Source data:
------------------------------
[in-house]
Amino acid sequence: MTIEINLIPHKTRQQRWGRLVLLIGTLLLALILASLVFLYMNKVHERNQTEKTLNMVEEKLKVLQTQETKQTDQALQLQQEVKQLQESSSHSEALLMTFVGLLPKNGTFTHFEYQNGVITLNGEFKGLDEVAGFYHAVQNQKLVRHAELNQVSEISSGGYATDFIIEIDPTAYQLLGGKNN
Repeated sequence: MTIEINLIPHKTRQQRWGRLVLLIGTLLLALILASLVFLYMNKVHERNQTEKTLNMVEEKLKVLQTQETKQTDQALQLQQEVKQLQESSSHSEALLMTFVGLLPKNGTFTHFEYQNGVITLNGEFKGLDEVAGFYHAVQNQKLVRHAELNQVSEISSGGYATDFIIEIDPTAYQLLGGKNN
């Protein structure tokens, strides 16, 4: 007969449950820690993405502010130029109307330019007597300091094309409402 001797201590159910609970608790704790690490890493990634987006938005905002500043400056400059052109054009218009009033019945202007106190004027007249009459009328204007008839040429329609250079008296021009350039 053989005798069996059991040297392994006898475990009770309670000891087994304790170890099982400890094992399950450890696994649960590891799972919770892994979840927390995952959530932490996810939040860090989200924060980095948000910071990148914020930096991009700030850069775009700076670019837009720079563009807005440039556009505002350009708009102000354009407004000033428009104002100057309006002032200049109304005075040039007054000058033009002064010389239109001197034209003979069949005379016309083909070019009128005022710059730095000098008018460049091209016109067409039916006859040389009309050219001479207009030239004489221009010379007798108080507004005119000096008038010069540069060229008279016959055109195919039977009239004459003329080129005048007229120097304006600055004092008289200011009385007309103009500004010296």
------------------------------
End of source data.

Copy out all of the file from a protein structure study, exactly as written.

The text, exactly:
[in-house]
Amino acid sequence: MTIEINLIPHKTRQQRWGRLVLLIGTLLLALILASLVFLYMNKVHERNQTEKTLNMVEEKLKVLQTQETKQTDQALQLQQEVKQLQESSSHSEALLMTFVGLLPKNGTFTHFEYQNGVITLNGEFKGLDEVAGFYHAVQNQKLVRHAELNQVSEISSGGYATDFIIEIDPTAYQLLGGKNN
Repeated sequence: MTIEINLIPHKTRQQRWGRLVLLIGTLLLALILASLVFLYMNKVHERNQTEKTLNMVEEKLKVLQTQETKQTDQALQLQQEVKQLQESSSHSEALLMTFVGLLPKNGTFTHFEYQNGVITLNGEFKGLDEVAGFYHAVQNQKLVRHAELNQVSEISSGGYATDFIIEIDPTAYQLLGGKNN
């Protein structure tokens, strides 16, 4: 007969449950820690993405502010130029109307330019007597300091094309409402 001797201590159910609970608790704790690490890493990634987006938005905002500043400056400059052109054009218009009033019945202007106190004027007249009459009328204007008839040429329609250079008296021009350039 053989005798069996059991040297392994006898475990009770309670000891087994304790170890099982400890094992399950450890696994649960590891799972919770892994979840927390995952959530932490996810939040860090989200924060980095948000910071990148914020930096991009700030850069775009700076670019837009720079563009807005440039556009505002350009708009102000354009407004000033428009104002100057309006002032200049109304005075040039007054000058033009002064010389239109001197034209003979069949005379016309083909070019009128005022710059730095000098008018460049091209016109067409039916006859040389009309050219001479207009030239004489221009010379007798108080507004005119000096008038010069540069060229008279016959055109195919039977009239004459003329080129005048007229120097304006600055004092008289200011009385007309103009500004010296």